Coalfield Valley Floodplain
- Flat, narrow floodplains fringed in places by low, steep-sided bluffs.
- Meandering rivers with alternating riffles and pools.
- Alluvial soils.
- Large arable fields protected from flooding in places by low levees.
- Smaller pastures of improved or semi-improved wet pastures bounded by low thorn hedges with scattered hedgerow oak, ash and alder.
- Ancient woodlands of oak and birch on steep bluffs.
- Narrow riparian woods or tree lines of alder, oak, ash and willow on river banks.
- Semi-improved pastures on steeper bluffs with scattered scrub of gorse or hawthorn.
- Occasional small ponds and ox-bow lakes and larger wetlands in abandoned or restored gravel workings.
- Few farms or farm buildings.
- Occasional relics of corn or fulling mills or later iron-working mills – including mill races and buildings.
- Occasional industrial land or sewerage works bordering larger settlements.
- A diverse landscape. Enclosed and intimate in scale in wooded areas but more open, and reading as part of the wider valley landscape, in others.
The floodplains of the larger coalfield valleys are generally narrow (200 – 500m), bordering onto the moderate slopes of the wider valley or fringed by low, steep-sided bluffs. Rivers are meandering with alternating shallow, quick flowing riffles and broader slow moving reaches. There are occasional small natural ponds and ox-bow lakes and larger wetlands in flooded gravel workings.
The flat and fertile alluvial soils of the floodplain support arable cropping of cereals and oil-seed rape on land protected from flooding by low levees. Elsewhere land use is pastoral, with improved grasslands and areas of less improved wet or marshy pasture.
Field systems on the ‘haughs’ or ‘flatts’ of the floodplain are generally irregular or sub-regular in pattern, dating from the enclosure of common meadows and pastures in and around the 17th century. In arable areas many of these enclosures have been amalgamated to form large, open fields. In pastoral areas fields are smaller and bounded by low hawthorn hedges with scattered hedgerow oak, ash and alder. On the steeper slopes of the floodplain bluffs, pastures that have always been difficult to manage or improve are scattered with gorse or hawthorn scrub.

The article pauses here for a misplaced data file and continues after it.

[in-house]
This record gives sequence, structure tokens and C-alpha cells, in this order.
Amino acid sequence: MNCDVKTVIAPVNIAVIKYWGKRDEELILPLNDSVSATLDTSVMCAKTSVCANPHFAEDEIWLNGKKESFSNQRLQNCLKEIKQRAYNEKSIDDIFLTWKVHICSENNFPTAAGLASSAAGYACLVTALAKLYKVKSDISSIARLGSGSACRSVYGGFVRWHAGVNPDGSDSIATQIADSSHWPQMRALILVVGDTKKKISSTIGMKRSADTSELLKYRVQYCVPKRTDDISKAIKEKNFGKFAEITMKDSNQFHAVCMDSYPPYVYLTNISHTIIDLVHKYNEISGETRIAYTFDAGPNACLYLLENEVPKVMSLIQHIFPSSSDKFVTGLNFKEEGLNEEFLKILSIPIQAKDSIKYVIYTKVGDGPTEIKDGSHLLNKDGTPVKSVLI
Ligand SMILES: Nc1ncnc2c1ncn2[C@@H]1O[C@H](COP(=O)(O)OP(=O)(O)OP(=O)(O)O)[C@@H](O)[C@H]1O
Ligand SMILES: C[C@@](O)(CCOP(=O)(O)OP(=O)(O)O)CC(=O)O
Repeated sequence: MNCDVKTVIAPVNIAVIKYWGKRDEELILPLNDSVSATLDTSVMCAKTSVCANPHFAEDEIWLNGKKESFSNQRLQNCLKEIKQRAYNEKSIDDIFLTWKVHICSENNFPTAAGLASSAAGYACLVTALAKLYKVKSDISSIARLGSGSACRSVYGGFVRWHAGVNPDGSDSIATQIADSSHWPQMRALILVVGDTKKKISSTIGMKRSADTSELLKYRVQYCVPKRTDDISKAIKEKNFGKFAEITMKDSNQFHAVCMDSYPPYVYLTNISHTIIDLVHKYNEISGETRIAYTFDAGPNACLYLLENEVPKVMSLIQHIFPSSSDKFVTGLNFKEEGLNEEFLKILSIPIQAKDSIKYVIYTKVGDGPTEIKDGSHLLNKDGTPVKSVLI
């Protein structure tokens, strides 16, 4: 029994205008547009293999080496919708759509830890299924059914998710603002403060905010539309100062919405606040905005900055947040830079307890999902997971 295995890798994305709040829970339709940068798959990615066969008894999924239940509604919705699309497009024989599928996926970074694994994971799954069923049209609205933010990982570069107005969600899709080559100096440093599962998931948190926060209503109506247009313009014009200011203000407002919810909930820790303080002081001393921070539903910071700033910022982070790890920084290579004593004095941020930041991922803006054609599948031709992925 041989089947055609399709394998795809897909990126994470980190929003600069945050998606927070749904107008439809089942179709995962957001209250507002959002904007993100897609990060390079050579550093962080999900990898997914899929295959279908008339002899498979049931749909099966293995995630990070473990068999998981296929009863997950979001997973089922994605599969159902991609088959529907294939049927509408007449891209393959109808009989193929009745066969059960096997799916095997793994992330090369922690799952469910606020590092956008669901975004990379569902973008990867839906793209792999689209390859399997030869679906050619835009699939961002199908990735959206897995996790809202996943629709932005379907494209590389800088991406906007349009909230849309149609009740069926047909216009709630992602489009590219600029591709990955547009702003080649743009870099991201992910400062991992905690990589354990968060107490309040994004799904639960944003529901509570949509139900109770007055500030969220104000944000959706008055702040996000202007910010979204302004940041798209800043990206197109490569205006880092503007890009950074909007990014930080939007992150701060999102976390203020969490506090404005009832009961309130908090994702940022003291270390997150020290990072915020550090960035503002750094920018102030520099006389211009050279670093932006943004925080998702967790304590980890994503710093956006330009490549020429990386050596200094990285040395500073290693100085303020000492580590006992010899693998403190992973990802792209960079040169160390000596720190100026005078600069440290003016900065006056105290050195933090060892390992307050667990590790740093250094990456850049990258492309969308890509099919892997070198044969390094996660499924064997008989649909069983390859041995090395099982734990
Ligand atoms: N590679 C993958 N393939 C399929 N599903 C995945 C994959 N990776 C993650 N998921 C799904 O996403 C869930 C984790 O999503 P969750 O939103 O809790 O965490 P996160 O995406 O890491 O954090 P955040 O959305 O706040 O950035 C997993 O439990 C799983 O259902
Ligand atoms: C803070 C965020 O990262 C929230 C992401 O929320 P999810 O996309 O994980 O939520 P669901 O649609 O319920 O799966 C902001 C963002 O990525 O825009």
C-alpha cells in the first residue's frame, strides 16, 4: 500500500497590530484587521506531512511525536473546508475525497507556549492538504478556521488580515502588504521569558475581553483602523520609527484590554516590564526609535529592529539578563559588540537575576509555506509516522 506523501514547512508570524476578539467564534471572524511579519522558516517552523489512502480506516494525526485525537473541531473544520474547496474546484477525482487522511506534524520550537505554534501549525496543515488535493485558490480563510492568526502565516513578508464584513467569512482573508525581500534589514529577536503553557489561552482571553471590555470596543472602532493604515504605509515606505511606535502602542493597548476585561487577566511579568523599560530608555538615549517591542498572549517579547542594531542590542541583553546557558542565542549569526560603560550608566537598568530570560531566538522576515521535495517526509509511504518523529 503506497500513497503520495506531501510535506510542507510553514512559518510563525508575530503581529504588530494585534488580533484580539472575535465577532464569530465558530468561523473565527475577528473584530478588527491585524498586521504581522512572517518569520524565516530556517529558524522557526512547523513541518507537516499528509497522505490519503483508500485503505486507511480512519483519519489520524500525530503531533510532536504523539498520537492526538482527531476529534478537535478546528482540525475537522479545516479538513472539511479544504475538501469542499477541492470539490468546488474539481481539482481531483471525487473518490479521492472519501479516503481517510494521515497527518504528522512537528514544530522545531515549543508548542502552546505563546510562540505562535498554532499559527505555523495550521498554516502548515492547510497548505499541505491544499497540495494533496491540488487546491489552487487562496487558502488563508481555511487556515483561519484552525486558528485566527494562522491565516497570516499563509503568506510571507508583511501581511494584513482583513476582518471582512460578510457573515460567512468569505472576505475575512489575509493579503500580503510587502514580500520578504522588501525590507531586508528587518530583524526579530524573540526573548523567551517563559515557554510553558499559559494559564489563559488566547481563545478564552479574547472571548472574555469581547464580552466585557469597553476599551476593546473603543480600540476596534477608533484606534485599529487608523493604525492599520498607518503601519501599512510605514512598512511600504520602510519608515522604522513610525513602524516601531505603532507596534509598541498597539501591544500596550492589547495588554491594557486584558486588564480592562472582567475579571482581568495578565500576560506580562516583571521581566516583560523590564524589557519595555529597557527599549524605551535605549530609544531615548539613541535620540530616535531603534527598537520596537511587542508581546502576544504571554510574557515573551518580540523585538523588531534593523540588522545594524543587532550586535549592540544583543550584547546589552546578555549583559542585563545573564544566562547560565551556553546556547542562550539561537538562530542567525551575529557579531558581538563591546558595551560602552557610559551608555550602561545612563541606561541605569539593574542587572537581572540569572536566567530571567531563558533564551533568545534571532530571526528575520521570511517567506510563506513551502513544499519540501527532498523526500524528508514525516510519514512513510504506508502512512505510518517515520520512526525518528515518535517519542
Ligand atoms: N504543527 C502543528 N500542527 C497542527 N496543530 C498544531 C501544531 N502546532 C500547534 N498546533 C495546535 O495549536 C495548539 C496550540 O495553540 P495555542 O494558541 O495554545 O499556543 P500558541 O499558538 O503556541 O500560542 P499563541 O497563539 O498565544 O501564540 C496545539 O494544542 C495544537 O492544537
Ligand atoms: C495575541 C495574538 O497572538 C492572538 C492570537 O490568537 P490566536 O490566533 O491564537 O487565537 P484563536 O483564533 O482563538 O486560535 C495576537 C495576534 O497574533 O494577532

The landscape is well wooded. Ancient woodlands of oak and birch lie on steep bluffs overlooking the haughs and narrow riparian woods or tree lines of alder, oak, ash and willow line the riverbanks.
There are few farms or farm buildings on the floodplain itself though they occur occasionally on isolated pockets of higher ground. On parts of the floodplain bordering larger towns, the flat land has been developed for industry or for sewerage works. Relics of water mills – for grinding corn, preparing cloth or working iron and steel – in the form of dams, mill races and mill buildings are scattered across the more settled floodplains. Parts of the floodplain have been worked for sand and gravel leaving flooded gravel pits, some of which have been restored as fishing lakes or nature reserves.
A very diverse landscape, enclosed and intimate in scale in its narrower and more heavily wooded sections but more open, and reading as part of the wider valley landscape, in others.
Broad Character Areas
The Coalfield Valley Floodplain landscape type is represented by three Broad Character Areas.
The Derwent Floodplain. The narrow floodplain of the River Derwent is largely pastoral with open improved or semi-improved pastures on the flat haughs either side of the river. Low bluffs define the floodplain, clothed in broadleaved or mixed woodland or semi-improved pasture and scrub. The river is followed by narrow riparian woods or tree lines of willow, alder, ash and oak. The valley floor of the Derwent is settled in places and urban fringe recreation grounds, playing fields and sewerage works are found along the floodplain. The valley was important for steel making in the early industrial revolution and there are remains of a number of old water powered forges (most notably at Derwentcote), as well as old water mills and tile works.
The Gaunless Floodplain. The River Gaunless meanders slowly across flat haughs of wet pasture with oxbow lakes and low river terraces marked by sporadic tree lines.
The Wear Floodplain. The River Wear meanders across a broad floodplain, defined in places by low bluffs of broadleaved woodland or steep pasture with scattered scrub. Narrow riparian woodlands of willow, alder, oak and ash follow the river. The farmland of the floodplain is mixed, with areas of improved pasture and arable cropping divided in places by straight hawthorn hedges. Parts of the floodplain have been worked for sand and gravel. Some abandoned gravel pits have naturally re-vegetated and are now managed for nature conservation; others have been restored as fishing lakes.
Local Landscape Types
Local Landscape Types and sub-types are identified at a detailed level and reflect localised variations in landscape characteristics. A map of the Local Landscape Types and sub-types for the Coalfield Valley Floodplain Broad Landscape Type can be downloaded as a PDF below:
Alternatively you can view an interactive map of Local Landscape Types for the whole of the West Durham Coalfield County Character Area.
For a written description of the Local Landscape Type and sub-types for the West Durham Coalfield County Character Areas download the following PDF:
Further Broad Landscape Types with in the West Durham Coalfield:
- Broad Landscape Types Guidelines – Coalfield Valley Floodplain
- County Character Areas
- Broad Landscape Types
- Local Landscape Types